“In the hybrid option, however, these two energy sources complement each other, which could help overcome the problems of variability of generation and grid security, and thereby discoms’ reluctance,” Crisil said
Mumbai: As the government continues to focus on increasing the share of renewable energy in the country, nearly 15,000 MW of wind-solar hybrid capacity is expected to come up over the next five years, Crisil said. Out of this 15,000 MW, works on nearly 10,000 MW are already either under construction or are being tendered and are expected to start feeding the grid by fiscal 2024.
In the hybrid option, the system is designed using solar panels and small wind turbines generators for generating electricity.
“We expect the hybrid market to grow and evolve as the number of projects and developers who seek to unlock value from the hybrid increases. Riding on strong support from central public sector undertaking Solar Energy Corporation of India and several state governments, we expect nearly 15,000 MW of hybrid capacity will come up over the next five years,” Crisil Director Rahul Prithiani said.
According to the ratings agency, since generation of solar energy tends to peak during the day and that of wind energy at night, the resulting intermittence in supply impacts grid resilience, making discoms reluctant to buy power from standalone wind and solar projects.
“In the hybrid option, however, these two energy sources complement each other, which could help overcome the problems of variability of generation and grid security, and thereby discoms’ reluctance,” Crisil said.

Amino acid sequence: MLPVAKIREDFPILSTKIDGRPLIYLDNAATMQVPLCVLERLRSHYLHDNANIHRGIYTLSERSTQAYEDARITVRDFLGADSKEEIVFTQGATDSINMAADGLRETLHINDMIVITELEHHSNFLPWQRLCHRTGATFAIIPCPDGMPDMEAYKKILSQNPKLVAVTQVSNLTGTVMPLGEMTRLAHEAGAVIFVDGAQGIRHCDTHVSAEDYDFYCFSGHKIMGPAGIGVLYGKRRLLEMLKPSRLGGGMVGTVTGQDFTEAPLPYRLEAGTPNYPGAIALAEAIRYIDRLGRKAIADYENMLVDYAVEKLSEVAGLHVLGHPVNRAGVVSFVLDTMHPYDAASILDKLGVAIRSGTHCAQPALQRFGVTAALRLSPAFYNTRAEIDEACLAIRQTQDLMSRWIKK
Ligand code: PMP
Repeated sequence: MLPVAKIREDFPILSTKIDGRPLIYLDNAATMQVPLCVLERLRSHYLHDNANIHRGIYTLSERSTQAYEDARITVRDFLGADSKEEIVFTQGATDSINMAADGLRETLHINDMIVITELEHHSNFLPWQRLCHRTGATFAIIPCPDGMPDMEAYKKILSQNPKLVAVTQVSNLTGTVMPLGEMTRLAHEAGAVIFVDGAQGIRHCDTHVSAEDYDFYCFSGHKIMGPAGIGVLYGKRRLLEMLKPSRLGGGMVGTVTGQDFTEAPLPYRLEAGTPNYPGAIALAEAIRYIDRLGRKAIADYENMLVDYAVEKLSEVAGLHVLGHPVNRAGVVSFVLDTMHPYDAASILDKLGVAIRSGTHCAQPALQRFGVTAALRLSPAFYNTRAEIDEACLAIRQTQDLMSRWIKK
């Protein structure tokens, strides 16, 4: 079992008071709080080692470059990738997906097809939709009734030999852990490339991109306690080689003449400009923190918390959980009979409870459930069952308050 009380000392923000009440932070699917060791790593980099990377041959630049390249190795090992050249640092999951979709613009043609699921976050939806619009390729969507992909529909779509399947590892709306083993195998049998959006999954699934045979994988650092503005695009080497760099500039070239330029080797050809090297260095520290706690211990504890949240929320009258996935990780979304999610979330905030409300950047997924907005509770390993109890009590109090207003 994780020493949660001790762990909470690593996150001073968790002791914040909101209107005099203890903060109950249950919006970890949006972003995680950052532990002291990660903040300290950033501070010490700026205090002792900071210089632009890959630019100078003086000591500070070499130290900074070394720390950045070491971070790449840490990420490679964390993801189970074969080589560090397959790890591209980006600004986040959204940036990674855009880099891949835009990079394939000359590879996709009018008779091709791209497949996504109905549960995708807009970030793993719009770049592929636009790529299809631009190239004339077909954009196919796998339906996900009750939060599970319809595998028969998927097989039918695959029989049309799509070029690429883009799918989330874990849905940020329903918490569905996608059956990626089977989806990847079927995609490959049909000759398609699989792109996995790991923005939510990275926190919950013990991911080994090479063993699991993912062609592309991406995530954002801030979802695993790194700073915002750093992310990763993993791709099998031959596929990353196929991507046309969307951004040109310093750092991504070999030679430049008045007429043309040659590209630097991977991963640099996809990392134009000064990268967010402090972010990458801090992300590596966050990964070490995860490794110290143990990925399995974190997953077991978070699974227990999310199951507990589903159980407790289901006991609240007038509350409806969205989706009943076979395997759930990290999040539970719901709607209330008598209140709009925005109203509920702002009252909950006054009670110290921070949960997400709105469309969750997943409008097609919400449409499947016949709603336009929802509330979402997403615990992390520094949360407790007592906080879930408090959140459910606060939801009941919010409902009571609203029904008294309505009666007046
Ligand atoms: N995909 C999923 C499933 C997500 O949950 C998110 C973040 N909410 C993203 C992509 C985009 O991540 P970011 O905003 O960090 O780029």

As of March 2020, India had 37,690 MW of standalone wind energy capacity and 35,000 MW of solar capacity.
The agency further said that currently there are proposals to set up 3,900 MW of pure-play hybrid projects, and another 4,500 MW of hybrid projects with energy storage systems.
“The projects with storage are capable of catering to peak load generation, besides improving the capacity utilisation factor. Hence, these have the potential to reduce the country’s dependence on gas and pumped hydro-based peaking plants,” it said.
In addition, Crisil expects 1,100 MW of hybrid projects to come up as part of 5,400 MW projects under the government’s round-the-clock or RTC power scheme, which has a mandatory 51:49 blend of renewable energy and thermal.
However, the agency noted that availability of good sites with strong irradiation and high wind speeds would be a key challenge, as evident in waning developer interest in wind energy sector.
Along with this, pricing will be a key factor for success of wind-solar hybrid projects.
“We expect hybrid tariffs to be in the Rs 2.8-2.9 per unit range, with a wind-heavy hybrid configuration. We believe the pricing will become more competitive if the co-location clause (necessitating the wind and solar components to be located at the same place) is removed,” Crisil Associate Director Pinal Mehta said.
In the case of hybrid projects with storage capacity, Crisil believes the weighted average tariff (peak and off-peak) of Rs 4.04- 4.30 per unit, as discovered in recent bids, is competitive with thermal power tariffs, which are at Rs 4.4 per unit.
“Also, land availability and policies such as co-location will remain key monitorables for the viability of hybrid projects. Other challenges, including adequate transmission infrastructure and technical issues such as grid balancing would need to be addressed, too,” the agency added.